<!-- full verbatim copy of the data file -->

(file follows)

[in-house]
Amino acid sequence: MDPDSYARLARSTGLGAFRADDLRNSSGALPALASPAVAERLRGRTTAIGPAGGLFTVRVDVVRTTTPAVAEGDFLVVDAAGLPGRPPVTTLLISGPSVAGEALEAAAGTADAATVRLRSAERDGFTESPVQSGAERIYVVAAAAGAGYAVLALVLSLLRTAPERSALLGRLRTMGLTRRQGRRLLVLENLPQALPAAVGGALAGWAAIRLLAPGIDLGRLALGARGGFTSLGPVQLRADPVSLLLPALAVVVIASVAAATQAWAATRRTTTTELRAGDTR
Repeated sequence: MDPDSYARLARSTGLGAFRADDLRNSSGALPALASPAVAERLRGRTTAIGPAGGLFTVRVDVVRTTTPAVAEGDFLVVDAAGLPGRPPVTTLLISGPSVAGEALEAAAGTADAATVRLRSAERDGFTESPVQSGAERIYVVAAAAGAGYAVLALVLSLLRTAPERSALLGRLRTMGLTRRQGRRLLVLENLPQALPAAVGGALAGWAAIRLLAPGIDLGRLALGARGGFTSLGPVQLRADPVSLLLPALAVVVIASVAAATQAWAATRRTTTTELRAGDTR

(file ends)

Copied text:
[in-house]
Amino acid sequence: MDPDSYARLARSTGLGAFRADDLRNSSGALPALASPAVAERLRGRTTAIGPAGGLFTVRVDVVRTTTPAVAEGDFLVVDAAGLPGRPPVTTLLISGPSVAGEALEAAAGTADAATVRLRSAERDGFTESPVQSGAERIYVVAAAAGAGYAVLALVLSLLRTAPERSALLGRLRTMGLTRRQGRRLLVLENLPQALPAAVGGALAGWAAIRLLAPGIDLGRLALGARGGFTSLGPVQLRADPVSLLLPALAVVVIASVAAATQAWAATRRTTTTELRAGDTR
Repeated sequence: MDPDSYARLARSTGLGAFRADDLRNSSGALPALASPAVAERLRGRTTAIGPAGGLFTVRVDVVRTTTPAVAEGDFLVVDAAGLPGRPPVTTLLISGPSVAGEALEAAAGTADAATVRLRSAERDGFTESPVQSGAERIYVVAAAAGAGYAVLALVLSLLRTAPERSALLGRLRTMGLTRRQGRRLLVLENLPQALPAAVGGALAGWAAIRLLAPGIDLGRLALGARGGFTSLGPVQLRADPVSLLLPALAVVVIASVAAATQAWAATRRTTTTELRAGDTR